Take the 2-minute tour ×
Stack Overflow is a question and answer site for professional and enthusiast programmers. It's 100% free, no registration required.

Hopefully there are some computational geometry folks here who can help me out with the following problem -

Please imagine that I take a freely moving ball in 3-space and create a 'cage' around it by defining a set of impassible coordinates, Sc (i.e. points in 3-space that no part of the diffusing ball is allowed to overlap). These points reside within the volume, V(cage), of some larger sphere, where V(cage) >> V(ball).

Provided the set of impassible coordinates, Sc, is there a computationally efficient and/or nice way to determine if the ball can ever escape the cage?

Please see my earlier post at MathOverflow - http://mathoverflow.net/questions/21911/when-can-a-freely-moving-sphere-escape-from-a-cage-defined-by-a-set-of-impassib

share|improve this question

1 Answer 1

up vote 2 down vote accepted

Say the ball has radius R. As your friends over at MathOverflow have noted, the problem is equivalent to replacing the impassible points with balls of radius R, and the ball with a point P. So the question is whether P is in a chamber sealed off by the balls.

To answer this question, you need to compute the union of the balls, then take the surface S of this union. If P is inside any of the components of S, it will be trapped, otherwise it can escape.

The are well established algorithms for computing the union of balls, dating back to at least this paper by EdelsBrunner. There's quite a bit of learning curve to understanding and implementing that algorithm, but fortunately it is implemented in the CGAL library.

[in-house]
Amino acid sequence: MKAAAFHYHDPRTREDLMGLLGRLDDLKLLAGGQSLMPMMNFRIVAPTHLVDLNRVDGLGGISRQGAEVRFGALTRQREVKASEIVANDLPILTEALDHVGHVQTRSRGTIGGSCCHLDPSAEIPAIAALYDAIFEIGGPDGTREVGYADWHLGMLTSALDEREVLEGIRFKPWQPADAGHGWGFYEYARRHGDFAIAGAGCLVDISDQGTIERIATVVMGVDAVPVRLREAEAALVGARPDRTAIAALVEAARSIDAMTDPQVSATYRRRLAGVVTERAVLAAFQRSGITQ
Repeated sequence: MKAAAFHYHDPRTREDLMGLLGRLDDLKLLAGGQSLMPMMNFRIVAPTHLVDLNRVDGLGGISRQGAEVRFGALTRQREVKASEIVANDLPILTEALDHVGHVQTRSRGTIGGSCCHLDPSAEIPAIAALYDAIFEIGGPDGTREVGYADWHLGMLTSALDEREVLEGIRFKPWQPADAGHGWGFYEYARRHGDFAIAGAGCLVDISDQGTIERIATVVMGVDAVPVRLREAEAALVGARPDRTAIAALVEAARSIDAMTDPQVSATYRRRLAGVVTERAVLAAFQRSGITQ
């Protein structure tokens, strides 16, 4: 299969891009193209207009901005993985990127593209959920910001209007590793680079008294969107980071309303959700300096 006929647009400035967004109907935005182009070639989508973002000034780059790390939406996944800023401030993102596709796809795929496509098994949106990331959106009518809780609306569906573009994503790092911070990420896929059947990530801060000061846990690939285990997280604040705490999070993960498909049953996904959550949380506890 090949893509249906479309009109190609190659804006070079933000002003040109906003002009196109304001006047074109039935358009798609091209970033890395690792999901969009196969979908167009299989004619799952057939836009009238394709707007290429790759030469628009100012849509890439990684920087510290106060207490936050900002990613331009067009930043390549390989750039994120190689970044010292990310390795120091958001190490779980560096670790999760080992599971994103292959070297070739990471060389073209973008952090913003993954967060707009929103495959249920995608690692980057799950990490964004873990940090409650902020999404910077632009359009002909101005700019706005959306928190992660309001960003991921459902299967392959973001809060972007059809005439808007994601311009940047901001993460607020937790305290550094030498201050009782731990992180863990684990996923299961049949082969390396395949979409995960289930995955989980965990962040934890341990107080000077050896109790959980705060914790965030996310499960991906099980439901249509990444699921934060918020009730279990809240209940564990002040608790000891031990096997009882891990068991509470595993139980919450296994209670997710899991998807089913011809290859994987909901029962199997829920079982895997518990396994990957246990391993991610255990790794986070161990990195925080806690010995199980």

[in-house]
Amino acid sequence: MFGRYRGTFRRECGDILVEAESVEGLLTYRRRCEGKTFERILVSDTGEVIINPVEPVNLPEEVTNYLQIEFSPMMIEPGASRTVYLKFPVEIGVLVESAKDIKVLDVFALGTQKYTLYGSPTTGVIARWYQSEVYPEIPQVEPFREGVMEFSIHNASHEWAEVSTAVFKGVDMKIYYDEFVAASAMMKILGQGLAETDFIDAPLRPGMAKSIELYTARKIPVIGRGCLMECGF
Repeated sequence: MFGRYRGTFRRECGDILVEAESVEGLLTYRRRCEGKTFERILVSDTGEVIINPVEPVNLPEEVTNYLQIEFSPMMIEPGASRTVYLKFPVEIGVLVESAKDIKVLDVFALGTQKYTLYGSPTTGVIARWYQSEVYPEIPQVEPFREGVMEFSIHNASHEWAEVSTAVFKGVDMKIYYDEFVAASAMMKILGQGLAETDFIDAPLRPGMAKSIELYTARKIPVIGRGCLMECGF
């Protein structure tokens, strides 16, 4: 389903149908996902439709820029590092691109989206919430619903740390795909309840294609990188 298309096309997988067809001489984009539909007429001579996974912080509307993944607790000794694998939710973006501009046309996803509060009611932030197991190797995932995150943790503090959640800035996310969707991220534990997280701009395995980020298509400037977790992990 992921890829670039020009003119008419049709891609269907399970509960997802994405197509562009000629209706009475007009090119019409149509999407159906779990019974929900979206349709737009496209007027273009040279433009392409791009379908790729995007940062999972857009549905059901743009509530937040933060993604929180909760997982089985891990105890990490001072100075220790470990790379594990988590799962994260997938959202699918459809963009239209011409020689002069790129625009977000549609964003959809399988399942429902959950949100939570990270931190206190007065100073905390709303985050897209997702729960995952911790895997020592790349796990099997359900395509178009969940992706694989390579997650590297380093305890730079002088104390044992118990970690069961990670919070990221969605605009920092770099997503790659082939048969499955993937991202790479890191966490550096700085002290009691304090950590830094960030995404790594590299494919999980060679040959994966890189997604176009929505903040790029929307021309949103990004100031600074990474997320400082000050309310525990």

Once CGAL has calculated the skin,you can look at the connected components of the skin (all of which should be closed meshes) and check whether P is inside any of them (if you need help with that, shout).

Since the tessellated skin is an approximation of the actual sphere surfaces, you may ask whether there are precision problems. I would expect the mesh faces to actually be inside the original balls, and assuming P was originally outside of all the balls, I think that checking whether P is inside any of the skin components will give you accurate results.

share|improve this answer
Brainjam, thanks so much for your help! Looking over the literature though, my major outstanding question is whether the meshes one can generate by triangulation (or other methods) strictly lie within the original spheres... –  RGrey Apr 25 '10 at 7:05
If the vertices of the mesh lie on on a sphere, then the mesh lies on or within within a sphere. You don't need the "strictly within" condition. Does that answer your question? –  brainjam Apr 25 '10 at 12:04

Your Answer


By posting your answer, you agree to the privacy policy and terms of service.

Not the answer you're looking for? Browse other questions tagged or ask your own question.